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Orwigsburg vet, veterinarian in Orwigsburg,

Brunswick Veterinary Hospital

 

Loving Your Pets Like You Do!

570-943-2323

Our Services
 




Vaccinations - Dogs

Distemper

This is a viral disease that is easily spread through direct contact and contact with bodily fluids or contaminated food and water. Puppies are the most susceptible to the disease and also have the highest mortality rate from severe cases or complications from the disease. Vaccinations have proven to be effective, so it is important to have your puppy vaccinated. The disease can be treated if contracted, but requires quarantining your dog from other dogs for many months, and the disease can also result in some long term health problems.  All puppies should be vaccinated starting at 6 weeks of age, then every 3-4 weeks until at least 14 weeks of age.  A booster is given in one year, and then every 3 years.

Adenovirus Type 2

This virus leads to the infection commonly known as “kennel cough” in dogs. It is very contagious, and is characterized by a hacking cough and a foamy white discharge.  Part of the distemper combination vaccination.

Bordatella

Bordatella is a bacteria that can cause kennel cough which is a very harsh annoying cough for the dog. There are bacterins available to help prevent it.  We have both an oral vaccine for quicker response time, and an injectable vaccine.  Please try to get your pet vaccinated at least two weeks prior to boarding for efficacy- any less time and your pet will not be fully protected.  All pets going to puppy classes, doggy day care and the groomer should also be protected agains Bordatella.

Leptospirosis

This disease brings on symptoms of fever, vomiting, loss of appetite, and depression and it could lead to chronic kidney or liver disease. Although potentially severe, this disease is very uncommon in most areas. Depending on where you live this vaccination might not be necessary.  This is transmitted by your dog drinking water from contaminated streams, mud puddles, or ponds.  There are over 16 types of Leptospirosis and the vaccine we use protects against 4 of these strains.  This disease is transmissable to people.

Parvovirus

This disease is more commonly referred to as “parvo” and is one of the leading causes of viral infections in dogs. It is highly contagious and transmitted by direct or indirect contact with contaminated feces. There are cardiac and intestinal forms of the disease, both of which are fatal in most cases when left untreated. If typically presents with lethargy, decreased appetite, then profuse bloody vomiting and diarrhea with very low white blood cell counts.  It is often fatal if aggressive supportive care is not pursued.  The vaccination is highly recommended and is given in a series of shots every 3-4 weeks apart starting when the puppy is about 6- 8 weeks old until the pup is at least 14 weeks of age.   A booster is given in one year and then every 3 years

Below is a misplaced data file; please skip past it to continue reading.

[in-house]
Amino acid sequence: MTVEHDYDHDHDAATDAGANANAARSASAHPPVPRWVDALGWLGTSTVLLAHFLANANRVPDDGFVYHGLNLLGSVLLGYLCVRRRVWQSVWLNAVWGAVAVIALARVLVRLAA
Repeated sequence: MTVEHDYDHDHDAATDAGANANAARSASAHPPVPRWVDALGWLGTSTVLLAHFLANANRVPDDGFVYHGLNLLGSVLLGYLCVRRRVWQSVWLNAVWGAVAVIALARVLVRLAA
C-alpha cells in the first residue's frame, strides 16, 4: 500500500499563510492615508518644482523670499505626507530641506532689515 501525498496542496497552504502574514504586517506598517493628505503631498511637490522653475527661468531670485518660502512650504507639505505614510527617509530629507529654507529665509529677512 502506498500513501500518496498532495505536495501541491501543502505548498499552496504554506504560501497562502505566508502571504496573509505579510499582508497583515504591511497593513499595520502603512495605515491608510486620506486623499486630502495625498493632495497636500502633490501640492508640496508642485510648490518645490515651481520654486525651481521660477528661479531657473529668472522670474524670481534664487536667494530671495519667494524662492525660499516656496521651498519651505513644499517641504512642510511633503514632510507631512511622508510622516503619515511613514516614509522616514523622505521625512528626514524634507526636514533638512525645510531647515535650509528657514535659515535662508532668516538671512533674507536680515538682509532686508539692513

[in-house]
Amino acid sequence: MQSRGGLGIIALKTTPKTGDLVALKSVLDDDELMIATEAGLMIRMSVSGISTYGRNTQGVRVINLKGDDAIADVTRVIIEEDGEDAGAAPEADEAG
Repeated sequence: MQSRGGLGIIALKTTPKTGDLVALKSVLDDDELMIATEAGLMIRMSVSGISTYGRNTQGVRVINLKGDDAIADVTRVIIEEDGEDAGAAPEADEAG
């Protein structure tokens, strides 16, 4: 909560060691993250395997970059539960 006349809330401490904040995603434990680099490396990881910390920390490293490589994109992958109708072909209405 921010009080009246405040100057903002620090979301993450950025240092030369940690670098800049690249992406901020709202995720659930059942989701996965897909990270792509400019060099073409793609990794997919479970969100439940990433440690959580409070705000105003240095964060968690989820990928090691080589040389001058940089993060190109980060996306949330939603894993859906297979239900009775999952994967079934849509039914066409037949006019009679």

Lyme Disease

Lyme disease is transmitted from ticks. Ticks live in wooded areas and areas with tall, overgrown grass or brush. If you live in areas where these environments exist, it is smart to take proper precautions to prevent Lyme disease. If your dog does become ill with Lyme disease, you may notice that the dog will walk with a limp or seem mopey.   Over 85% of dogs infected by Lyme disease show no clinical signs.  We use a very effective vaccine which is about 95% effective administered 3-4 weeks apart and then yearly.  We especially recommend the vaccine for Retrievers as they are more prone to the life-threatening kidney damage from the disease.  Lyme disease is the most common disease found in dogs in our practice!

 

Canine Influenza

There is a vaccine available for canine influenza, which can cause a high fever and death in some cases.  There have not been any known cases in this area, but some kennels may require the vaccine if it is present in their population.  The current vaccine only protects against one strain of influenza.

Rabies

Rabies vaccination is required by PA State Law for all dogs.  The first vaccine must be given at three months of age and is efective for one year.  Subsequent vaccines are usually given every three years as long as the prior vaccination is not overdue.  Rabies is present in PA and is fatal if contracted.  We have several know positive exposures every year.  It is recommended that a non-Rabies vaccinated dog be euthanized if bitten by an unknown wild animal.  Don't take the risk, vaccinate your pet. 

 
 
 
Providing Distemper, Adenovirus, Leptospirosis, Parainfluenza, Parvovirus, Corona virus, Bordetella, Lyme Disease, Giardia, and Rabies vaccinations and shots